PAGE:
The majority of islanders could understand Hugo’s letter perfectly well, although Tapner himself could not speak French and had to have concessions made for him during his trial, which, like all Guernsey official business, was conducted in French.7 The letter featured in other newspapers published by Hugo’s friends; La Nation, in Belgium, on the 16th, and L’Homme, the controversial newspaper published in Jersey by other radical exiles on the 18th; and Hugo was gratified to learn later that from here it found its way to French-speaking Canada, where the authorities in Quebec were sufficiently moved by it to spare the life of a murderer named Julien.8

Hugo began correspondence with Tapner's advocate, Thomas John Blondel Falla.9 The Comet of 19 January, five days after the publication of Hugo’s letter, announced that a petition had been started to ask the Home Secretary, Lord Palmerston, for clemency for Tapner. Thomas Falla seems to have been instrumental in this; placed in several shops, the petition was eventually signed by around 600 people, including some of the most important in the island. While no non-conformist ministers added their names, as was noted with contempt by Thomas Falla, women and children did, neither of whom, even supporters of Hugo were forced to admit, 'could fully understand the issues.' Meetings in Jersey in support of Fouquet had attracted around the same number; Hugo was disappointed nevertheless.

In their request for mercy, in response to the appeal from Victor Hugo, 700 English citizens proclaimed the principle of the inviolability of human life. The death penalty, they said, must be abolished.10

The petition may well have been muddled, citing the circumstantial evidence presented at the trial as a reason for clemency, although Hugo himself describes the petition as being based primarily on the inviolability of human life ('qui s'appuie énergiquement sur le principe de l'inviolabilité de la vie humaine'). For whatever reason, it failed; Hugo had been frustrated, awaiting news from Thomas Falla. He was to discover that Palmerston had also turned down the lawyer’s appeal for clemency. There appeared to be no grounds to grant it and Palmerston referred the matter back to the Jurats of the Royal Court, who, as always, implemented the law. Circumstantial evidence did not wash with them; the Jurats had been unanimous in finding Tapner guilty, so he should be punished accordingly. There had been just a few letters in the island’s newspapers condemning the death penalty; others had displayed a more equivocal approach. Even after the execution, the Comet’s editor wrote that 'we are far from satisfied with the arguments of the abolitionists.' However, on 10 February the execution took place and was a catastrophe. Hugo was still in Jersey and read of the appalling incompetence of the executioner in the newspapers. The Chronique de Jersey of 15 February gives the details, and, following the Gazette, condemns the hapless executioner, John Rooks (who seems to have been an alcoholic); the Guernsey Comet exonerates him. It was at this point that Hugo, no doubt exercised by the news to the point of desperation, decided to act. On 15 February, the day on which the Chronique de Jersey had published the account of Tapner’s appalling and pathetic end, Hugo wrote a private note to himself:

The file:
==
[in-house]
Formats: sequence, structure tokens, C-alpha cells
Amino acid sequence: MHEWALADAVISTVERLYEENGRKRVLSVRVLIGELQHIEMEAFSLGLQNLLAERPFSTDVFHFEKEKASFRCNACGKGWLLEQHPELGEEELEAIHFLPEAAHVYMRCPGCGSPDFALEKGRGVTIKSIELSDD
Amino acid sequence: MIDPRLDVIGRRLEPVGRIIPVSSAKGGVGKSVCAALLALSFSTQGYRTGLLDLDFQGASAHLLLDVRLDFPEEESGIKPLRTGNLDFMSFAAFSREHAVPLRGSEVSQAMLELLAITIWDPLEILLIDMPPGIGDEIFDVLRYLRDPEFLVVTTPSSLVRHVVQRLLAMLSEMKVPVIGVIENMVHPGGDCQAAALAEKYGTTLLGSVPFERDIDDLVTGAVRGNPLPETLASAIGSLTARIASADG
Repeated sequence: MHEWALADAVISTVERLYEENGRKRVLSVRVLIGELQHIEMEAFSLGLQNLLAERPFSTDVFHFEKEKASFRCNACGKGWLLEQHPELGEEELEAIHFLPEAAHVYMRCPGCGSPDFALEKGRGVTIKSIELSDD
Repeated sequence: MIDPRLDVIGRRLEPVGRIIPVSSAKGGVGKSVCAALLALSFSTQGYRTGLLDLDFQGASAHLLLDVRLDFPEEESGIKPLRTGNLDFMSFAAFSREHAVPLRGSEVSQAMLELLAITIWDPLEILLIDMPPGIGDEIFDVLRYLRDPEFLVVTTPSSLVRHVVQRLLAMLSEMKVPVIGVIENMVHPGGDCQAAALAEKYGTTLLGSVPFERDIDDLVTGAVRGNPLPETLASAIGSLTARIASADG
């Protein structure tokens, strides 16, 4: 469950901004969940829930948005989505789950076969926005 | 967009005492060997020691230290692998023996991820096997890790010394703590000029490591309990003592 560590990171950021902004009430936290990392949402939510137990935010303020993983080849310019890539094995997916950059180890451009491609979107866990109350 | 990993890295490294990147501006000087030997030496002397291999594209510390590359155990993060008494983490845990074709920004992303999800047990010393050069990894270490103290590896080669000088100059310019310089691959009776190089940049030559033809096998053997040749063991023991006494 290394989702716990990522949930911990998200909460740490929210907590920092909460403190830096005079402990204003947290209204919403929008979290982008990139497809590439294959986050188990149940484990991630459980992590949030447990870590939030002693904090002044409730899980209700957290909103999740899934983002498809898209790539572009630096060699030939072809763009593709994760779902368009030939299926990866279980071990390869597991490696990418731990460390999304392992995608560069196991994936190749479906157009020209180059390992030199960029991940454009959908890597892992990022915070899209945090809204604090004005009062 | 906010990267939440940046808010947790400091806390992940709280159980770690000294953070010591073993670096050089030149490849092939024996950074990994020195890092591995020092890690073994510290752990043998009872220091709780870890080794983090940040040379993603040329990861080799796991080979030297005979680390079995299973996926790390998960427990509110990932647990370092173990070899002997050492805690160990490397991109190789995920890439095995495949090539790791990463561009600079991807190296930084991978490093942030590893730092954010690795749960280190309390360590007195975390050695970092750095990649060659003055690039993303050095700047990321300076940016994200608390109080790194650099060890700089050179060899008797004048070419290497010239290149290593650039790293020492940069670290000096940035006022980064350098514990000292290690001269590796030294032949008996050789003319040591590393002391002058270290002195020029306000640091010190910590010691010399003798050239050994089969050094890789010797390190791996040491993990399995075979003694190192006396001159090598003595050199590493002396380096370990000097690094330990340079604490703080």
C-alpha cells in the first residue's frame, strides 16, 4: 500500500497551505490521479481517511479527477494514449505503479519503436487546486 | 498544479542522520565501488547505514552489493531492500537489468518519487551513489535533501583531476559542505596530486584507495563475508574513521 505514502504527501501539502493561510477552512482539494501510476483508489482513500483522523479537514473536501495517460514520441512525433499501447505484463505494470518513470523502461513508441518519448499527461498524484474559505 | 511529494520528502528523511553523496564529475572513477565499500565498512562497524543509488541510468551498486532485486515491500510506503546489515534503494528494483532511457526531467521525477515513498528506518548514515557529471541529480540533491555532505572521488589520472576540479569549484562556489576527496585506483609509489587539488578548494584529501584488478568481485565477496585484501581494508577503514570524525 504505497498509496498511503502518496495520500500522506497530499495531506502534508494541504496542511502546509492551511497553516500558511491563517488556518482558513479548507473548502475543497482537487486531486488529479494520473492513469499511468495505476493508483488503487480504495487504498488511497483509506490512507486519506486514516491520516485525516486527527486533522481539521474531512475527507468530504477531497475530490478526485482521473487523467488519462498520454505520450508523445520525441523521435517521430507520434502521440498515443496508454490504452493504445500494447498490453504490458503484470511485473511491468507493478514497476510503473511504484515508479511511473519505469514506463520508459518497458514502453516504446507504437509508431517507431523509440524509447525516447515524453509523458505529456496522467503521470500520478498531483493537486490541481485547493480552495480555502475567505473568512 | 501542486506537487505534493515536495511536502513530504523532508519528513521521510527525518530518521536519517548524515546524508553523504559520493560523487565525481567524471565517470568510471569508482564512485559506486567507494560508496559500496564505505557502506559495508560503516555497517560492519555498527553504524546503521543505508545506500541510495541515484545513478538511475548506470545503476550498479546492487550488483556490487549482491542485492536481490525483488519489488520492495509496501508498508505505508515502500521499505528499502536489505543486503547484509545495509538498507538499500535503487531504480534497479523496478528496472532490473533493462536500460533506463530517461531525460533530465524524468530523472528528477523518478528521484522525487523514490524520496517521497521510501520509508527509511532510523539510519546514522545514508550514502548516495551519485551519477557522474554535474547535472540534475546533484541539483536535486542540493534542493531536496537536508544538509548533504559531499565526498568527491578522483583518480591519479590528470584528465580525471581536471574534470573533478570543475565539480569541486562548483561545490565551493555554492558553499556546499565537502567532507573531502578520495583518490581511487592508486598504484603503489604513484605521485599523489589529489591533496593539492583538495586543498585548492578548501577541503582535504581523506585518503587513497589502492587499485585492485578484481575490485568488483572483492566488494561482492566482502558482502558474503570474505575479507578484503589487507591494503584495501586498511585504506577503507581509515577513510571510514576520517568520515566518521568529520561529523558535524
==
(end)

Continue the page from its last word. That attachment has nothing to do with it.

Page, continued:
To Lord Palmerston: You are hanging this man, Sir. Alright. Well done. I once dined with you, a few years ago. I suppose you've forgotten that; but I remember it. What struck me about you was the unusual way your cravat had been tied. They told me you were famous for the skill with which you tied your knot. I see that you are pretty good at tying knots around other people's necks, too.11

On the same day and in this frame of mind he composed a letter to be sent to Lord Palmerston.

On February 19 he wrote to his friend and publisher Hetzel:

My whole life has been one never-ending fight. And now here I am having to get in the ring with Palmerston. What an awful thing this Tapner business is, eh?12

The next day the letter to Lord Palmerston from Hugo appeared in the Times. It was rather strongly worded, and gave the impression that Hugo believed Palmerston had refused clemency to Tapner because he was influenced by Hugo's enemies in France.13

Why? Why is that refused to Guernsey which has been so frequently granted to Jersey? .... Why this difference where the cases were parallel? ... Is there any mystery connected with it? Of what use is reflection? Things have been said, my lord, before which I turn away my head. No, what has been said cannot be.14